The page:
Sometimes, distractions can be useful in themselves. That’s the message this week from the Planck space telescope, which has a mighty big mission: to take baby pictures of the universe. While it hasn’t yet accomplished that task, the preliminary disturbances that Planck scientists are now dealing with are yielding cosmic insights of their own.
Orbiting the Sun roughly 1.5 million kilometres from Earth, the Planck space-based telescope is scanning the sky for ultra-cold objects. Its instruments are chilled to just a tenth of a degree above absolute zero and are designed to pick up the faint microwave afterglow from the Big Bang, which scientists hope can tell them about the earliest moments of the Universe. [Nature News]
Planck was launched in spring of 2009 by the European Space Agency, and it’s still gathering data to complete its chart of this cosmic microwave background (CMB); researchers hope the map will shed light on the young universe’s brief “inflationary” period when it expanded extremely rapidly. At the moment, however, Planck is busy detecting other sources of microwaves so that it can subtract this “foreground” radiation from its map of the background.
So what are some of these sources?
The European Space Agency’s Planck observatory has reached its operating temperature of a mere tenth of a degree above the lowest temperature theoretically possible given the laws of physics, known as absolute zero. That means it’s ready for its mission: Observing the oldest light in the universe, known as the cosmic microwave background, or CMB, to create the clearest picture yet of what the young universe looked like.
Although scientists have achieved temperatures closer than this to absolute zero in the laboratory, the spacecraft is likely the coldest object in space. Such low temperatures are necessary for Planck’s detectors to study the Cosmic Microwave Background by measuring its temperature across the sky. Over the next few weeks, mission operators will fine-tune the spacecraft’s instruments. Planck will begin to survey the sky in mid-August [SPACE.com], and the first batch of data is expected to be released next year. Planck was launched May 14 and will observe the CMB from a spot more than 930,000 miles from Earth.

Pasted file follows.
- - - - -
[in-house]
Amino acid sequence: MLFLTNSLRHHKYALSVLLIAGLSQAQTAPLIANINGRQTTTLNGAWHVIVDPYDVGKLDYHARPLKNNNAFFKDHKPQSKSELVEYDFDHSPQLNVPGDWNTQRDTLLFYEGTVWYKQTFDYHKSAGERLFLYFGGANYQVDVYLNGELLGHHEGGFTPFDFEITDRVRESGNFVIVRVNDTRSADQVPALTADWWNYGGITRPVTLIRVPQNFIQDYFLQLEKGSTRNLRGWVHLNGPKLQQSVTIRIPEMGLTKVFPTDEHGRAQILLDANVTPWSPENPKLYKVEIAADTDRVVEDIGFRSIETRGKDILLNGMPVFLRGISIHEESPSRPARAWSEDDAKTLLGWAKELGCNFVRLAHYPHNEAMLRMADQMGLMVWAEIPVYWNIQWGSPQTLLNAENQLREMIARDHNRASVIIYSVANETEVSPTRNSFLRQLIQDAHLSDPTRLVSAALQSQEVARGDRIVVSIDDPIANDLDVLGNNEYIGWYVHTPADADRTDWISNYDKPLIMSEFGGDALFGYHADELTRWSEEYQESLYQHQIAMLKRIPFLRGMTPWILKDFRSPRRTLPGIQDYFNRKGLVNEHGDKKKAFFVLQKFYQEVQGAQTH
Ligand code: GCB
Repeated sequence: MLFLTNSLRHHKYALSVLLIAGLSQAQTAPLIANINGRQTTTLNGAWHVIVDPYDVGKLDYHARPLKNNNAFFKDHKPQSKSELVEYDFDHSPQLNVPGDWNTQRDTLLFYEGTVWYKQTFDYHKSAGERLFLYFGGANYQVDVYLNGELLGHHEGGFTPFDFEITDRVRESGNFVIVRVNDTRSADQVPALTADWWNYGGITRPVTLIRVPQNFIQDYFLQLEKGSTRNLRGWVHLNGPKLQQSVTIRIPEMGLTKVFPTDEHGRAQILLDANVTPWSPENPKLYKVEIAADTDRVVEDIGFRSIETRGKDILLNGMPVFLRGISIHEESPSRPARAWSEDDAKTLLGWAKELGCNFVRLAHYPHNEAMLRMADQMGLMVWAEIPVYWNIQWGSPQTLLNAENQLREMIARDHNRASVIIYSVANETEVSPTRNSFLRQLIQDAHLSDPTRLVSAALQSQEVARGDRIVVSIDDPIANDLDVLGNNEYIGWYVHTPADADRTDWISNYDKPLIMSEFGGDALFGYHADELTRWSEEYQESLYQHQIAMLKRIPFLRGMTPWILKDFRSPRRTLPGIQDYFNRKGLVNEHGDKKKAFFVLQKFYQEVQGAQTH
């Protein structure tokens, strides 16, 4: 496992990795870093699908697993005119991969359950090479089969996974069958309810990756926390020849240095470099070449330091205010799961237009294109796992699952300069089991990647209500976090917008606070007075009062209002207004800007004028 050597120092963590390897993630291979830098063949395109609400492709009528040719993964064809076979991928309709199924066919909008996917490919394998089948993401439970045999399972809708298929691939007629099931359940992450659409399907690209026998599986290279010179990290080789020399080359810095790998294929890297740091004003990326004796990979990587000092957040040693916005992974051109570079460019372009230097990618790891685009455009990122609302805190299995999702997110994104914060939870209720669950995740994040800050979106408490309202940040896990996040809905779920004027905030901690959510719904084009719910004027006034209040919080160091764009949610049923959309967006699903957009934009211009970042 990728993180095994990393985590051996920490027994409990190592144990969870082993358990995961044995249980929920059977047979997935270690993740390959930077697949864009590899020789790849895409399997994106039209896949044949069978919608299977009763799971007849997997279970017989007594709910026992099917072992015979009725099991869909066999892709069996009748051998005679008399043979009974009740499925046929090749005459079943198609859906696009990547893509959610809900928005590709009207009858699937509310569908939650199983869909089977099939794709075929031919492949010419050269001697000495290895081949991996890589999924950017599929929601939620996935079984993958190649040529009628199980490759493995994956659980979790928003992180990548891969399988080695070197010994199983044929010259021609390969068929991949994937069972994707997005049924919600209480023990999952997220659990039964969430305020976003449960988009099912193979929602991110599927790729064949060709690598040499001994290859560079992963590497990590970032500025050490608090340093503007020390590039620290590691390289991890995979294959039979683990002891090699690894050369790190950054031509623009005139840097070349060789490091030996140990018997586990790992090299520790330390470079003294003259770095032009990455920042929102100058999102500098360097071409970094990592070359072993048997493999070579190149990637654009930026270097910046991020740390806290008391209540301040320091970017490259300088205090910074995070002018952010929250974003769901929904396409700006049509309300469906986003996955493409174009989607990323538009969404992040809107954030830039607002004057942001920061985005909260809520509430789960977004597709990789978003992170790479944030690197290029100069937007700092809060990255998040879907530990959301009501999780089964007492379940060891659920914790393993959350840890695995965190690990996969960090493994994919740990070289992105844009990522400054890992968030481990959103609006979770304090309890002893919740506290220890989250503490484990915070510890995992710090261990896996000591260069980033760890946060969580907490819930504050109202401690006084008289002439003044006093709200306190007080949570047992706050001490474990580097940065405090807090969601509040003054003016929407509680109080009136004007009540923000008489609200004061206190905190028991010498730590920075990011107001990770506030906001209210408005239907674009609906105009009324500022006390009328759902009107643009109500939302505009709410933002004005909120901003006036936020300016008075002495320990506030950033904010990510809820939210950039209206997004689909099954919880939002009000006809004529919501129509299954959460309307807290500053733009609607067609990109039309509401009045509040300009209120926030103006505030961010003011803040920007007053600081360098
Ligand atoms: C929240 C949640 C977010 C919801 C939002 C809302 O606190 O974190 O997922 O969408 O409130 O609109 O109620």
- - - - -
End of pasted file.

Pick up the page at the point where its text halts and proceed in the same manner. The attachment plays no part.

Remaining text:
NASA’s astronauts blasted off just yesterday on a final repair mission to the Hubble Space Telescope, but two space-based telescopes scheduled to rocket into space tomorrow may soon steal the spotlight from the Hubble. The two European Space Agency observatories, named Herschel and Planck, may revolutionize our understanding of how galaxies formed in the young universe, shortly after the Big Bang. Once the telescopes are in place, says ESA science director David Southwood, the next era of space-based astronomy will then be well and truly upon us. “They are at a pivotal point,” he says. “From now on astronomy is going to be done from deep space” [Nature News].
Both telescopes will be carried into space by the same Ariane 5 rocket, which is expected to launch tomorrow from a spaceport in French Guiana. The destination for both telescopes is a remarkable position in space known as the second Lagrangian point (L2). It is one of five gravitational “sweet-spots” around the Sun-Earth system where satellites can maintain station by making relatively few orbital corrections. L2 is some 1.5 million km from Earth on its “night side”. The observatories will circle this point [BBC News], orbiting at different distances to rule out any chance of a collision. At that stable location, the telescopes will be protected from temperature swings; a crucial point since both telescopes must be kept at frigid temperatures to study the “cold universe.”